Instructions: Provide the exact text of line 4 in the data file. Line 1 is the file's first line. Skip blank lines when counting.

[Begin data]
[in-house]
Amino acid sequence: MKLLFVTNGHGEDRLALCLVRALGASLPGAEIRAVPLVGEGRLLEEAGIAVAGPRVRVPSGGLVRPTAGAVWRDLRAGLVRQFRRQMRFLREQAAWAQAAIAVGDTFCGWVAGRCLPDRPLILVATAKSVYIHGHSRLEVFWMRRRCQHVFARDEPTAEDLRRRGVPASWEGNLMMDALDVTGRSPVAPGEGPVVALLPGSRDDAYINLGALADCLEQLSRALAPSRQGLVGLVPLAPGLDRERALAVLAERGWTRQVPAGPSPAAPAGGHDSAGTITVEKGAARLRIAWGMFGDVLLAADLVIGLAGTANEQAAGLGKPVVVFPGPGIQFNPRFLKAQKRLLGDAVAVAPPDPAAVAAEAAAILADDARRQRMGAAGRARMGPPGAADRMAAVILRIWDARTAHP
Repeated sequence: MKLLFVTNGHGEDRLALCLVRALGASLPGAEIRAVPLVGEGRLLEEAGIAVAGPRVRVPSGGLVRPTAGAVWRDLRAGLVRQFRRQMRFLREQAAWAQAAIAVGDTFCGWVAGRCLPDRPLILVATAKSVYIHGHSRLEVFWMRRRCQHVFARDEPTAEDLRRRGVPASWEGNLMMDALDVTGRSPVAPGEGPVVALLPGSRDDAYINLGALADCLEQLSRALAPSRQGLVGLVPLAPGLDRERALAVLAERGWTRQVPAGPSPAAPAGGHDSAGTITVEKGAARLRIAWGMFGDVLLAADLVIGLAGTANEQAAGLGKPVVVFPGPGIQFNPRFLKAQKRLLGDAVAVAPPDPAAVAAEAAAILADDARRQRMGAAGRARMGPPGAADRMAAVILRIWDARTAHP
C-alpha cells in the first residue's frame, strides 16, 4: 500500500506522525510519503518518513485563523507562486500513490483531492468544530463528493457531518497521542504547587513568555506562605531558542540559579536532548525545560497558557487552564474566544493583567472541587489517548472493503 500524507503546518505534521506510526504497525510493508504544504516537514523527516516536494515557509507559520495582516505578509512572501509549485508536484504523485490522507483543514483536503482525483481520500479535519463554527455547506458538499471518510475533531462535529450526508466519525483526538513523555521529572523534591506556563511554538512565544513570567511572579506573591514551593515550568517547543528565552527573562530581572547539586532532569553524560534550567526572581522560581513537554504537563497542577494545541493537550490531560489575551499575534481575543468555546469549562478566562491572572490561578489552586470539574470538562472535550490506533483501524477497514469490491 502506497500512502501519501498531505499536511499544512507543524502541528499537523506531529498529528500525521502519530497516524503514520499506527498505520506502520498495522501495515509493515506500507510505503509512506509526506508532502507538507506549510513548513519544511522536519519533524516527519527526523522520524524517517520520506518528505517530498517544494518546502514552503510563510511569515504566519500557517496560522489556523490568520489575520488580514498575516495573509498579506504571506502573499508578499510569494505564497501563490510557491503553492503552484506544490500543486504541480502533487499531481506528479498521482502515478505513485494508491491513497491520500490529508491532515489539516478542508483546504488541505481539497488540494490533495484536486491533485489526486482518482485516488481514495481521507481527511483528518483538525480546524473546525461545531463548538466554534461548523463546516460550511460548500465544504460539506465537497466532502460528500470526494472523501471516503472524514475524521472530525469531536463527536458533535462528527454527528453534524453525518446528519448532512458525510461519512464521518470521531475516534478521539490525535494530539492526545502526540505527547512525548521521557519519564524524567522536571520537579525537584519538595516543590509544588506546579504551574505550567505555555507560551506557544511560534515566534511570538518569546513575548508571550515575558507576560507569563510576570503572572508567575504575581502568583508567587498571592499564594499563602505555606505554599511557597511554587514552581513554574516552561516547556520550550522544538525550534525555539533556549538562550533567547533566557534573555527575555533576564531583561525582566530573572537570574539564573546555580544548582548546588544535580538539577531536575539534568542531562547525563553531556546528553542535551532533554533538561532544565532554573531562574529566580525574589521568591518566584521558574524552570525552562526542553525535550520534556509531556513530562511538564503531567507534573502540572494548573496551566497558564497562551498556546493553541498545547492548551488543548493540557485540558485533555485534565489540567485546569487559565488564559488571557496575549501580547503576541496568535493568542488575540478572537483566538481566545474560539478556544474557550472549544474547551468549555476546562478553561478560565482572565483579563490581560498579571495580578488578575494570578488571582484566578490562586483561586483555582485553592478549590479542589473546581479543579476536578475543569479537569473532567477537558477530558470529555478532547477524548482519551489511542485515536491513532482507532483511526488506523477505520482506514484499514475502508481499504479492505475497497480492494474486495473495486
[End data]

C-alpha cells in the first residue's frame, strides 16, 4: 500500500506522525510519503518518513485563523507562486500513490483531492468544530463528493457531518497521542504547587513568555506562605531558542540559579536532548525545560497558557487552564474566544493583567472541587489517548472493503 500524507503546518505534521506510526504497525510493508504544504516537514523527516516536494515557509507559520495582516505578509512572501509549485508536484504523485490522507483543514483536503482525483481520500479535519463554527455547506458538499471518510475533531462535529450526508466519525483526538513523555521529572523534591506556563511554538512565544513570567511572579506573591514551593515550568517547543528565552527573562530581572547539586532532569553524560534550567526572581522560581513537554504537563497542577494545541493537550490531560489575551499575534481575543468555546469549562478566562491572572490561578489552586470539574470538562472535550490506533483501524477497514469490491 502506497500512502501519501498531505499536511499544512507543524502541528499537523506531529498529528500525521502519530497516524503514520499506527498505520506502520498495522501495515509493515506500507510505503509512506509526506508532502507538507506549510513548513519544511522536519519533524516527519527526523522520524524517517520520506518528505517530498517544494518546502514552503510563510511569515504566519500557517496560522489556523490568520489575520488580514498575516495573509498579506504571506502573499508578499510569494505564497501563490510557491503553492503552484506544490500543486504541480502533487499531481506528479498521482502515478505513485494508491491513497491520500490529508491532515489539516478542508483546504488541505481539497488540494490533495484536486491533485489526486482518482485516488481514495481521507481527511483528518483538525480546524473546525461545531463548538466554534461548523463546516460550511460548500465544504460539506465537497466532502460528500470526494472523501471516503472524514475524521472530525469531536463527536458533535462528527454527528453534524453525518446528519448532512458525510461519512464521518470521531475516534478521539490525535494530539492526545502526540505527547512525548521521557519519564524524567522536571520537579525537584519538595516543590509544588506546579504551574505550567505555555507560551506557544511560534515566534511570538518569546513575548508571550515575558507576560507569563510576570503572572508567575504575581502568583508567587498571592499564594499563602505555606505554599511557597511554587514552581513554574516552561516547556520550550522544538525550534525555539533556549538562550533567547533566557534573555527575555533576564531583561525582566530573572537570574539564573546555580544548582548546588544535580538539577531536575539534568542531562547525563553531556546528553542535551532533554533538561532544565532554573531562574529566580525574589521568591518566584521558574524552570525552562526542553525535550520534556509531556513530562511538564503531567507534573502540572494548573496551566497558564497562551498556546493553541498545547492548551488543548493540557485540558485533555485534565489540567485546569487559565488564559488571557496575549501580547503576541496568535493568542488575540478572537483566538481566545474560539478556544474557550472549544474547551468549555476546562478553561478560565482572565483579563490581560498579571495580578488578575494570578488571582484566578490562586483561586483555582485553592478549590479542589473546581479543579476536578475543569479537569473532567477537558477530558470529555478532547477524548482519551489511542485515536491513532482507532483511526488506523477505520482506514484499514475502508481499504479492505475497497480492494474486495473495486